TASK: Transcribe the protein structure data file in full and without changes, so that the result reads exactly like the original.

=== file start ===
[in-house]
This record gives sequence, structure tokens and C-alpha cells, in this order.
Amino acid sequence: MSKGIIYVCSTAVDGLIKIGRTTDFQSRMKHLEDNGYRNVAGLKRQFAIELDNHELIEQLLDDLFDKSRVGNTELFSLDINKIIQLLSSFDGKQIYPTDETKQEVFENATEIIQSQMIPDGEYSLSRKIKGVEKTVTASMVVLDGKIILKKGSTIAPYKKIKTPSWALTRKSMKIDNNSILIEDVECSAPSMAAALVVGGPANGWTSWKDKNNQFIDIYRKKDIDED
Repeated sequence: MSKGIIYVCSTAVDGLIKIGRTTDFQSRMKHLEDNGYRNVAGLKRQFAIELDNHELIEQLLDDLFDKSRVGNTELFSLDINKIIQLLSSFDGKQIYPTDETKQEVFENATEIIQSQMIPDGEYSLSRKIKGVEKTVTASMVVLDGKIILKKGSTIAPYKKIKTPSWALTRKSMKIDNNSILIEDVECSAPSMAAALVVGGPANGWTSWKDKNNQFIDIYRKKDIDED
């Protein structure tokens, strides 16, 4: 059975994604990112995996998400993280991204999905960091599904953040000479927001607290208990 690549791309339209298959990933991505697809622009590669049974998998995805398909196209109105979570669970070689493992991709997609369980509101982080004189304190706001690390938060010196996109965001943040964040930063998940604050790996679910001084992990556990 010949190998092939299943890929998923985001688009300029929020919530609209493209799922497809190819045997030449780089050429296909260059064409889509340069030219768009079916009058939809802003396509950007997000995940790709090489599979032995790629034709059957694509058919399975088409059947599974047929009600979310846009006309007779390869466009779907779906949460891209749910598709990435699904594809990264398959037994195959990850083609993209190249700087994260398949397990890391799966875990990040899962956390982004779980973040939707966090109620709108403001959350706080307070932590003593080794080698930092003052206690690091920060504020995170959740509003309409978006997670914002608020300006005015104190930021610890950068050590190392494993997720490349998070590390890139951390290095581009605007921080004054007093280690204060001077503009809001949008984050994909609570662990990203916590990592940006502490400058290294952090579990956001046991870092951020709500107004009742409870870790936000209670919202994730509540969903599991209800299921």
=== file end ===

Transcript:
[in-house]
This record gives sequence, structure tokens and C-alpha cells, in this order.
Amino acid sequence: MSKGIIYVCSTAVDGLIKIGRTTDFQSRMKHLEDNGYRNVAGLKRQFAIELDNHELIEQLLDDLFDKSRVGNTELFSLDINKIIQLLSSFDGKQIYPTDETKQEVFENATEIIQSQMIPDGEYSLSRKIKGVEKTVTASMVVLDGKIILKKGSTIAPYKKIKTPSWALTRKSMKIDNNSILIEDVECSAPSMAAALVVGGPANGWTSWKDKNNQFIDIYRKKDIDED
Repeated sequence: MSKGIIYVCSTAVDGLIKIGRTTDFQSRMKHLEDNGYRNVAGLKRQFAIELDNHELIEQLLDDLFDKSRVGNTELFSLDINKIIQLLSSFDGKQIYPTDETKQEVFENATEIIQSQMIPDGEYSLSRKIKGVEKTVTASMVVLDGKIILKKGSTIAPYKKIKTPSWALTRKSMKIDNNSILIEDVECSAPSMAAALVVGGPANGWTSWKDKNNQFIDIYRKKDIDED
């Protein structure tokens, strides 16, 4: 059975994604990112995996998400993280991204999905960091599904953040000479927001607290208990 690549791309339209298959990933991505697809622009590669049974998998995805398909196209109105979570669970070689493992991709997609369980509101982080004189304190706001690390938060010196996109965001943040964040930063998940604050790996679910001084992990556990 010949190998092939299943890929998923985001688009300029929020919530609209493209799922497809190819045997030449780089050429296909260059064409889509340069030219768009079916009058939809802003396509950007997000995940790709090489599979032995790629034709059957694509058919399975088409059947599974047929009600979310846009006309007779390869466009779907779906949460891209749910598709990435699904594809990264398959037994195959990850083609993209190249700087994260398949397990890391799966875990990040899962956390982004779980973040939707966090109620709108403001959350706080307070932590003593080794080698930092003052206690690091920060504020995170959740509003309409978006997670914002608020300006005015104190930021610890950068050590190392494993997720490349998070590390890139951390290095581009605007921080004054007093280690204060001077503009809001949008984050994909609570662990990203916590990592940006502490400058290294952090579990956001046991870092951020709500107004009742409870870790936000209670919202994730509540969903599991209800299921």